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This week’s ten biggest climate innovation stories — 20 July

Image via Flickr: carsten_tb
Image via Flickr: carsten_tb

Which tech giants are teaming up to advance smart urban renewables? Why does the circular economy need to be part of a bigger discussion about growth? And, how is one engineer using old cell phones to stop illegal logging?

This, and more, in the week’s ten biggest climate innovation stories.

1.

Climate scientists flock to France’s call

Hundreds of climate scientists, including many from the United States, have applied to work in France under a €60-million scheme set up by the country’s president, Emmanuel Macron.

Read more on Nature.com

2.

Tech giants team up to promote smart city vision

Envision Energy, Microsoft, Accenture and others have launched a new alliance to support integration of renewables and Internet of Things technologies.

Read more on Business Green

3.

More sustainable resource use could net electricals sector €5bn

The electrical and electronic equipment industry could benefit by up to €5bn from using resources more sustainably and improving on re-use and consumer take-back schemes, research by UK organisation WRAP has estimated.

Read more on Business Green

4.

China says it won’t take any more foreign garbage

China has notified the World Trade Organisation that it will stop accepting shipments of rubbish such as waste plastic and paper as part of a campaign against “foreign garbage”.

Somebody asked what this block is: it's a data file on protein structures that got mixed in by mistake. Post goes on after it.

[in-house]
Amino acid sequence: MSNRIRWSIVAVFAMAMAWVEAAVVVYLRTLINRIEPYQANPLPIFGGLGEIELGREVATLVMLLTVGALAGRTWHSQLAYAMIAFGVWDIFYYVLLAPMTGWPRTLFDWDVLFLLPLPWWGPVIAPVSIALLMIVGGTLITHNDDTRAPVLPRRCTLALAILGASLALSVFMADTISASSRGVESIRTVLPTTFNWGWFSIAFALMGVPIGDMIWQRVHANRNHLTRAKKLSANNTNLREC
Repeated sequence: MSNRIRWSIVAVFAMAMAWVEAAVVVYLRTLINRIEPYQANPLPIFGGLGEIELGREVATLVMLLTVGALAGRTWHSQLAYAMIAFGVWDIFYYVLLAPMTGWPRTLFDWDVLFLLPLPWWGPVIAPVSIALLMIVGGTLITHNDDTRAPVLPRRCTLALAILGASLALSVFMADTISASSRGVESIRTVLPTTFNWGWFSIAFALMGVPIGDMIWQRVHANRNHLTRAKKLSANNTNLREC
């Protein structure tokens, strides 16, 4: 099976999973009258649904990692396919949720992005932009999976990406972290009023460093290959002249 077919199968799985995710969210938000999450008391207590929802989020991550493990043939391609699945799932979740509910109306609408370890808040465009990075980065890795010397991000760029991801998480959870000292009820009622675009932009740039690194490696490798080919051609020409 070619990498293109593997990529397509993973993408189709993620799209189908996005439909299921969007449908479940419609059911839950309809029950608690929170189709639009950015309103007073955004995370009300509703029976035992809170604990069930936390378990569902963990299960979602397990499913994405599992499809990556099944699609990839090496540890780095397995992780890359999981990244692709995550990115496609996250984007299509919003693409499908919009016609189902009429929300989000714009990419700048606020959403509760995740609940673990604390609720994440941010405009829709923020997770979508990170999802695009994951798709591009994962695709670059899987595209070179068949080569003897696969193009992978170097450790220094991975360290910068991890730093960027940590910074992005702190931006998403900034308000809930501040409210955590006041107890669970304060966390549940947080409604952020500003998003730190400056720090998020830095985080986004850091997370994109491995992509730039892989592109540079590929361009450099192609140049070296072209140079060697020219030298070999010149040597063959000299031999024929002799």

Read more on Reuters

5.

Countries flirt with maritime decarbonisation deadline

As a 2018 target to complete a strategy looms on the horizon, there are signs that China’s attitude has softened and that talks are coming out of the doldrums. Shipping is the only sector without any internationally agreed strategy on how to tackle emissions.

Read more on GreenBiz.com

6.

Best ways to cut climate change are overlooked

Researchers from Lund University in Sweden have analysed 39 peer-reviewed papers, carbon calculators and government reports to estimate the potential of a range of individual lifestyle choices to reduce greenhouse gas emissions. The four ways which have the most substantial effect in decreasing someone’s climate impact are eating a plant-based diet, avoiding air travel, living without reliance on a car, and having smaller families.

Read more on Eco Business

7.

Use waste rather than crops for biofuels, says UK report

A Royal Academy of Engineering report backs increased use of biofuels but says more should come from waste rather than food crops. Biofuel use in aircraft and ships will be needed in coming decades to reduce emissions, according to a new report for the UK government.

Read more on New Scientist

8.

Circular economy needs to be part of bigger effort to tackle growth

Micha Narberhaus and Joséphine von Mitschke-Collande, Founder of Smart CSOs Lab and programme manager at Innaxis Research Institute argue that the circular economy needs to be part of a bigger effort to tackle economic growth, and the shaping of the circular economy should not be left to global corporations.

Read more on The Guardian

9.

How one engineer is using old cell phones to stop illegal logging

Each cell phone is protected by a plastic case and powered by a small solar array. A highly sensitive microphone records the sounds of the rainforest, which is sent to the cloud to be analysed. When it hears a chainsaw, it sends a text or email to authorities.

Read more on Clean Technica

10.

Blockchain-based electricity network would be energy-intensive

Blockchain-enabled energy trading could help lower carbon emissions but energy intensity, energy efficiency and privacy issues must first be overcome.

Read more on The Guardian

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